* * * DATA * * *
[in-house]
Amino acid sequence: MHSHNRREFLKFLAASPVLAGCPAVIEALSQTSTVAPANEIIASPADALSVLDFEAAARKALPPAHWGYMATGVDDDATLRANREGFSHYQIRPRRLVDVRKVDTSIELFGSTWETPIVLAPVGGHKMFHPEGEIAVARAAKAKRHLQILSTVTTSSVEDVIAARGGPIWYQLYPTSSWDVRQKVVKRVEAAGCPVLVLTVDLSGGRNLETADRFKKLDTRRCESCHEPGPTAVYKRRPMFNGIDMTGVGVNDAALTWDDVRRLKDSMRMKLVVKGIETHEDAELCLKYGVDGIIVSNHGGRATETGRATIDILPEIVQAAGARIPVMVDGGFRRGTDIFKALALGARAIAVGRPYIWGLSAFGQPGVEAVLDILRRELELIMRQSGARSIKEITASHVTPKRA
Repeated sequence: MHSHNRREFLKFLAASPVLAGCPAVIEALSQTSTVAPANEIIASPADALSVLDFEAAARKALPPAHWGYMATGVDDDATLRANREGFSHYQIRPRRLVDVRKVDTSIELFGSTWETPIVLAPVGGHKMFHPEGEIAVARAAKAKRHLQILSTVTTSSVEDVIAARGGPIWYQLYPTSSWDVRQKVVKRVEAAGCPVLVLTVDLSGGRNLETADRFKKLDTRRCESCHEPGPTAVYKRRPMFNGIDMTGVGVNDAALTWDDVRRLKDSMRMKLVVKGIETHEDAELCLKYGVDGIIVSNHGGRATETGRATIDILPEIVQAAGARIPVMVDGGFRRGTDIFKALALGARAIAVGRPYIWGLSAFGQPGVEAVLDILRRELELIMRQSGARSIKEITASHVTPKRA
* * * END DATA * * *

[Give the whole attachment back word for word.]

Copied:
[in-house]
Amino acid sequence: MHSHNRREFLKFLAASPVLAGCPAVIEALSQTSTVAPANEIIASPADALSVLDFEAAARKALPPAHWGYMATGVDDDATLRANREGFSHYQIRPRRLVDVRKVDTSIELFGSTWETPIVLAPVGGHKMFHPEGEIAVARAAKAKRHLQILSTVTTSSVEDVIAARGGPIWYQLYPTSSWDVRQKVVKRVEAAGCPVLVLTVDLSGGRNLETADRFKKLDTRRCESCHEPGPTAVYKRRPMFNGIDMTGVGVNDAALTWDDVRRLKDSMRMKLVVKGIETHEDAELCLKYGVDGIIVSNHGGRATETGRATIDILPEIVQAAGARIPVMVDGGFRRGTDIFKALALGARAIAVGRPYIWGLSAFGQPGVEAVLDILRRELELIMRQSGARSIKEITASHVTPKRA
Repeated sequence: MHSHNRREFLKFLAASPVLAGCPAVIEALSQTSTVAPANEIIASPADALSVLDFEAAARKALPPAHWGYMATGVDDDATLRANREGFSHYQIRPRRLVDVRKVDTSIELFGSTWETPIVLAPVGGHKMFHPEGEIAVARAAKAKRHLQILSTVTTSSVEDVIAARGGPIWYQLYPTSSWDVRQKVVKRVEAAGCPVLVLTVDLSGGRNLETADRFKKLDTRRCESCHEPGPTAVYKRRPMFNGIDMTGVGVNDAALTWDDVRRLKDSMRMKLVVKGIETHEDAELCLKYGVDGIIVSNHGGRATETGRATIDILPEIVQAAGARIPVMVDGGFRRGTDIFKALALGARAIAVGRPYIWGLSAFGQPGVEAVLDILRRELELIMRQSGARSIKEITASHVTPKRA